MANCHESTER, NEW HAMPSHIRE – The two victors in the Iowa caucuses, Senator Bernie Sanders of Vermont and former Mayor Pete Buttigieg of South Bend, Indiana, came under sharp and sustained criticism in a Democratic presidential debate on Friday (Feb 7), as their rivals tried to stop their momentum by assailing Sanders for his left-wing ideas and past opposition to gun control while targeting Buttigieg over his thin résumé and ties to big donors.
In the most contentious debate so far, taking place four days before the New Hampshire primary, the runners up in Iowa charged at Sanders and Buttigieg, who appeared in the best position among the top candidates to win New Hampshire and perhaps take command of the race.
But their opponents, several of whom have significant advantages of their own, showed that they would not give way without a fight: Buttigieg especially came in for bruising treatment, drawing tough challenges from every other candidate onstage, including over his criminal-justice record as mayor and his failure so far to appeal to black and Latino voters.
Former Vice-President Joe Biden, seeking to recover from his limp finish in Iowa, raised the issue of Buttigieg's lack of support among minorities in the opening moments of the debate, saying Buttigieg had not shown he could “get a broad scope of support.”
He repeatedly alluded throughout the evening to his own base among African Americans, especially in South Carolina, whose primary is this month and is considered a political firewall if his flagging campaign does not recover before then.
But Buttigieg was not Biden's only target: He also warned that nominating Sanders would taint down-ballot Democratic candidates with the label of socialism, and, in his most blunt attack so far on Sanders, Biden rebuked him for having opposed gun control legislation in the 1990s. Sanders, who has long since disavowed that stance, called it a function of representing “a very, very rural state.” The gun issue was a major point of vulnerability for Sanders in his 2016 bid for the Democratic nomination but until now had not been a significant part of the 2020 campaign.
More than a year after the first candidates entered the race, the main divide in the party, whether to enact incremental policy steps or pursue transformational change, was on vivid display throughout the night, and the question of which approach would be more appealing to general election voters was just as divisive.
For Biden, and two other major candidates, Senators Elizabeth Warren of Massachusetts and Amy Klobuchar of Minnesota, the debate was a crucial, and perhaps final, opportunity to reassert themselves in the race and to prevent Buttigieg and Sanders from establishing a tight grip on their respective wings of the party – Sanders on the left, and Buttigieg closer to the political center.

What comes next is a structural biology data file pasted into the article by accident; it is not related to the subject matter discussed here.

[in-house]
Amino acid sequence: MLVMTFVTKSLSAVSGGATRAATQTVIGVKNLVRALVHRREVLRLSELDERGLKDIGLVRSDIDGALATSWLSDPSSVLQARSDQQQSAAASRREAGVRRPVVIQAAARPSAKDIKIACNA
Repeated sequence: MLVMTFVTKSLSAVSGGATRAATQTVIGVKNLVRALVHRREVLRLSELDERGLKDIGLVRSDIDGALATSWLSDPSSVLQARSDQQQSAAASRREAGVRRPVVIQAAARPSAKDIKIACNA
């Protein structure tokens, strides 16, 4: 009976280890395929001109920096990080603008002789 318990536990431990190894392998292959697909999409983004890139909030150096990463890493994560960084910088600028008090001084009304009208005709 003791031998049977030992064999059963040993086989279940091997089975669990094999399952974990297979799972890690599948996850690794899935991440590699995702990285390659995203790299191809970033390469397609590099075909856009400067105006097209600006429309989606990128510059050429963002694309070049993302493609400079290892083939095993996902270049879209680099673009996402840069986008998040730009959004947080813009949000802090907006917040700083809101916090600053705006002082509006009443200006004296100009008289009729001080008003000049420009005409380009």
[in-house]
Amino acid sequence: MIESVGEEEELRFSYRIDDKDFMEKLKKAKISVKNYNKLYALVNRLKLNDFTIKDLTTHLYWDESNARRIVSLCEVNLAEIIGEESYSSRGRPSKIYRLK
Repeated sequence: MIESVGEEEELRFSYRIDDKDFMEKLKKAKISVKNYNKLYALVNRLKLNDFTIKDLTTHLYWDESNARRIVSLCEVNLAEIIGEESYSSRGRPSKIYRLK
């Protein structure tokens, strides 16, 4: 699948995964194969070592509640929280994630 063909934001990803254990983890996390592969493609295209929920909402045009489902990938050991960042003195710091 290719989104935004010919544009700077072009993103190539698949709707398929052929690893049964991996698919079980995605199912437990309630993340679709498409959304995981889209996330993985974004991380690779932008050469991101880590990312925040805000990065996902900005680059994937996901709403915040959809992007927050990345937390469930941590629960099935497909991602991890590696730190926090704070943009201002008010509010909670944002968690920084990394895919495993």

Yet despite the high stakes there were no standout moments of the sort that have transformed past primaries here, and the most aggressive of the seven candidates on the stage, Klobuchar, is polling well behind the New Hampshire front-runners.
Klobuchar, reprising a familiar role as Buttigieg's sternest critic, said he was presenting himself as a “cool newcomer” by dismissing the value of government experience. “It's easy to go after Washington, because that's a popular thing to do,” she said. “It is much harder to lead and much harder to take those difficult positions.” Klobuchar added: “We got a newcomer in the White House, and look where it got us.”
But she was not the only candidate to go after Buttigieg. When the former mayor repeatedly deflected a moderator's question about racial disparities in drug arrests by the South Bend police, Warren said flatly that Buttigieg had not given a substantial answer. “You have to own the facts,” she said.
Sanders, too, took on Buttigieg, despite having largely ignored him in previous debates. When Buttigieg attacked his rival's signature health care proposal, known as “Medicare for All,” Sanders swiped at Buttigieg's close ties to “big money interests.” “Unlike some of the campaigns up here,” Sanders said, “I don't have 40 billionaires, Pete, contributing to my campaign.”
Even Andrew Yang, the former tech entrepreneur who has rarely used his debate appearances to target his rivals, saw an opportunity to take on Buttigieg. “Pete, fundamentally, you are missing the lesson of Donald Trump's victory,” Yang said after Buttigieg denounced the Trump presidency. “Donald Trump is not the cause of all of our problems. And we are making a mistake when we act like he is.”